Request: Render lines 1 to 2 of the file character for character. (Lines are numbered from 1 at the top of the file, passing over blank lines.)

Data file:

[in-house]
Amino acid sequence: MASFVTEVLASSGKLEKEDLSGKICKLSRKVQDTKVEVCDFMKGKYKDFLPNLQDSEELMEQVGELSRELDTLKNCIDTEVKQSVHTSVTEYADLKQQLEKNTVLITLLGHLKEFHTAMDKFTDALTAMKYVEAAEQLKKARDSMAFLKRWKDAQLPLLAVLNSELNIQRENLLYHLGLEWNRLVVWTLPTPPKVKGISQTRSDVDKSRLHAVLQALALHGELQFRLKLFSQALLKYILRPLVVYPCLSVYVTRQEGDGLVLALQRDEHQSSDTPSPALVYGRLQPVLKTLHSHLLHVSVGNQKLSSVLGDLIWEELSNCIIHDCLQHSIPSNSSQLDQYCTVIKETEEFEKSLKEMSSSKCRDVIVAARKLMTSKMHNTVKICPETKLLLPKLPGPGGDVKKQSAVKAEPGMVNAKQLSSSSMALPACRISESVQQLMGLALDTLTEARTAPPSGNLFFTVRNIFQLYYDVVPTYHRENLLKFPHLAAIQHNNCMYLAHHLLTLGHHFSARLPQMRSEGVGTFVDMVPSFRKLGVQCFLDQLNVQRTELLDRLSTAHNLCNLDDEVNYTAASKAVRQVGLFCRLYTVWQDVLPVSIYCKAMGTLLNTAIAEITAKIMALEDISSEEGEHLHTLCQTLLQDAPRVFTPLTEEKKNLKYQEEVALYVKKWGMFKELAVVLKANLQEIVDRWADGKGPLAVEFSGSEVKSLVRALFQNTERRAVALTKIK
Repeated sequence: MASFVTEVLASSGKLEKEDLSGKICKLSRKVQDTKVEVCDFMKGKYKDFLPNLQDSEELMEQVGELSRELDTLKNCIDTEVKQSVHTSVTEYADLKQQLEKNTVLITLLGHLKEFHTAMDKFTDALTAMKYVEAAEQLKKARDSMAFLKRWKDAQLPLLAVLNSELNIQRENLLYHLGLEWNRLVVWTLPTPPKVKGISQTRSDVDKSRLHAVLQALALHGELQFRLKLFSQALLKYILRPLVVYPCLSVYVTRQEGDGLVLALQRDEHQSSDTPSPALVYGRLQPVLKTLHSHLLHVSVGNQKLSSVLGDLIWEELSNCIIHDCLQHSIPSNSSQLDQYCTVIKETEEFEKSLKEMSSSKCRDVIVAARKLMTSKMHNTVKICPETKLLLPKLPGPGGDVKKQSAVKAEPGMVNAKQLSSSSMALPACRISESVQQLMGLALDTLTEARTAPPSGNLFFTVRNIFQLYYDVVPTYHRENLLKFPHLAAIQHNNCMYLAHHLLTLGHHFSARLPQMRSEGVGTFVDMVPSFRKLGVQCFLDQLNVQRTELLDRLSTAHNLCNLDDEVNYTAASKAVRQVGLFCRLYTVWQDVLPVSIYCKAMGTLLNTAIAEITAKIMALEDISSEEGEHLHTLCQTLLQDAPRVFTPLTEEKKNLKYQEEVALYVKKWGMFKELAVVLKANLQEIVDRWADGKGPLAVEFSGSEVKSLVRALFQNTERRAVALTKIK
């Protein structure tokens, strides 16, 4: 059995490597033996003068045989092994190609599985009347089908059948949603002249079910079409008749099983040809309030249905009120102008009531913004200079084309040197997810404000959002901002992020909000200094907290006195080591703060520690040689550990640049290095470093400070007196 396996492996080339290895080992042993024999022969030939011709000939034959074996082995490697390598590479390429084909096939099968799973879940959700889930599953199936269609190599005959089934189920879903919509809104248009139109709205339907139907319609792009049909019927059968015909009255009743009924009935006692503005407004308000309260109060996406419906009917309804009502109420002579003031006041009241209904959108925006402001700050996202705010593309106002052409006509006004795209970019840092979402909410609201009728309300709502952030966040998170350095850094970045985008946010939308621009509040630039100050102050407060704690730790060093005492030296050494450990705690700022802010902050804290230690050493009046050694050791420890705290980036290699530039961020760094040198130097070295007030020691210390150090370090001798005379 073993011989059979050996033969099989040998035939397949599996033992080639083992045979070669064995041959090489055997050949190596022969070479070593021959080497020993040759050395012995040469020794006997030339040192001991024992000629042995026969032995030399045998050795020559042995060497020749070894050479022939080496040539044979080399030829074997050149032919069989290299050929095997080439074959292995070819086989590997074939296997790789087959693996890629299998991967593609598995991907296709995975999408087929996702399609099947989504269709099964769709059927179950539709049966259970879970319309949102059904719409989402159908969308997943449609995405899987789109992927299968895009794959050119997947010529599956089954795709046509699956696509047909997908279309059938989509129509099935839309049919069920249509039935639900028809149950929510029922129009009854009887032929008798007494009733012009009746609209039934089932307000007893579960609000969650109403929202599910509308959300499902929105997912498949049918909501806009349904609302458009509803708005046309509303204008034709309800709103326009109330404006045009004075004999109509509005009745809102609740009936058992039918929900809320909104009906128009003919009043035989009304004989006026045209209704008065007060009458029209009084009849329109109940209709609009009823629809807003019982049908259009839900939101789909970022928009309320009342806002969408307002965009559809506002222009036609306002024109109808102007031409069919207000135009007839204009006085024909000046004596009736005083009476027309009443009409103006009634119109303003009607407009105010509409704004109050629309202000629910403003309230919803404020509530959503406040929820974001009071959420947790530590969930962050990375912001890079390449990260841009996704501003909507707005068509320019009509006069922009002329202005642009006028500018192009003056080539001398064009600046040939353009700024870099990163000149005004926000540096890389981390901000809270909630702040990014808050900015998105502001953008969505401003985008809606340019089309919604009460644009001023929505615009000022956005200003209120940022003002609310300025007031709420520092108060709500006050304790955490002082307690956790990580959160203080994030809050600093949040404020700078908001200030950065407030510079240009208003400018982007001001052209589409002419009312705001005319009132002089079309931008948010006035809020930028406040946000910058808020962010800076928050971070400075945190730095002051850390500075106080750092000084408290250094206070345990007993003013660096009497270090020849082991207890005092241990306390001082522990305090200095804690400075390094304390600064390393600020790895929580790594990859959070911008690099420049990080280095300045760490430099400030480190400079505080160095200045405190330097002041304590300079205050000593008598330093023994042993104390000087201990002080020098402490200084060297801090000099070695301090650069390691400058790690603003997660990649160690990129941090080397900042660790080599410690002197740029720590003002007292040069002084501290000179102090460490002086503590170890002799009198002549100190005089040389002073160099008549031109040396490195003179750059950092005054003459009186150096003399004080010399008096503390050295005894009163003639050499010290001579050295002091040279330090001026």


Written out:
[in-house]
Amino acid sequence: MASFVTEVLASSGKLEKEDLSGKICKLSRKVQDTKVEVCDFMKGKYKDFLPNLQDSEELMEQVGELSRELDTLKNCIDTEVKQSVHTSVTEYADLKQQLEKNTVLITLLGHLKEFHTAMDKFTDALTAMKYVEAAEQLKKARDSMAFLKRWKDAQLPLLAVLNSELNIQRENLLYHLGLEWNRLVVWTLPTPPKVKGISQTRSDVDKSRLHAVLQALALHGELQFRLKLFSQALLKYILRPLVVYPCLSVYVTRQEGDGLVLALQRDEHQSSDTPSPALVYGRLQPVLKTLHSHLLHVSVGNQKLSSVLGDLIWEELSNCIIHDCLQHSIPSNSSQLDQYCTVIKETEEFEKSLKEMSSSKCRDVIVAARKLMTSKMHNTVKICPETKLLLPKLPGPGGDVKKQSAVKAEPGMVNAKQLSSSSMALPACRISESVQQLMGLALDTLTEARTAPPSGNLFFTVRNIFQLYYDVVPTYHRENLLKFPHLAAIQHNNCMYLAHHLLTLGHHFSARLPQMRSEGVGTFVDMVPSFRKLGVQCFLDQLNVQRTELLDRLSTAHNLCNLDDEVNYTAASKAVRQVGLFCRLYTVWQDVLPVSIYCKAMGTLLNTAIAEITAKIMALEDISSEEGEHLHTLCQTLLQDAPRVFTPLTEEKKNLKYQEEVALYVKKWGMFKELAVVLKANLQEIVDRWADGKGPLAVEFSGSEVKSLVRALFQNTERRAVALTKIK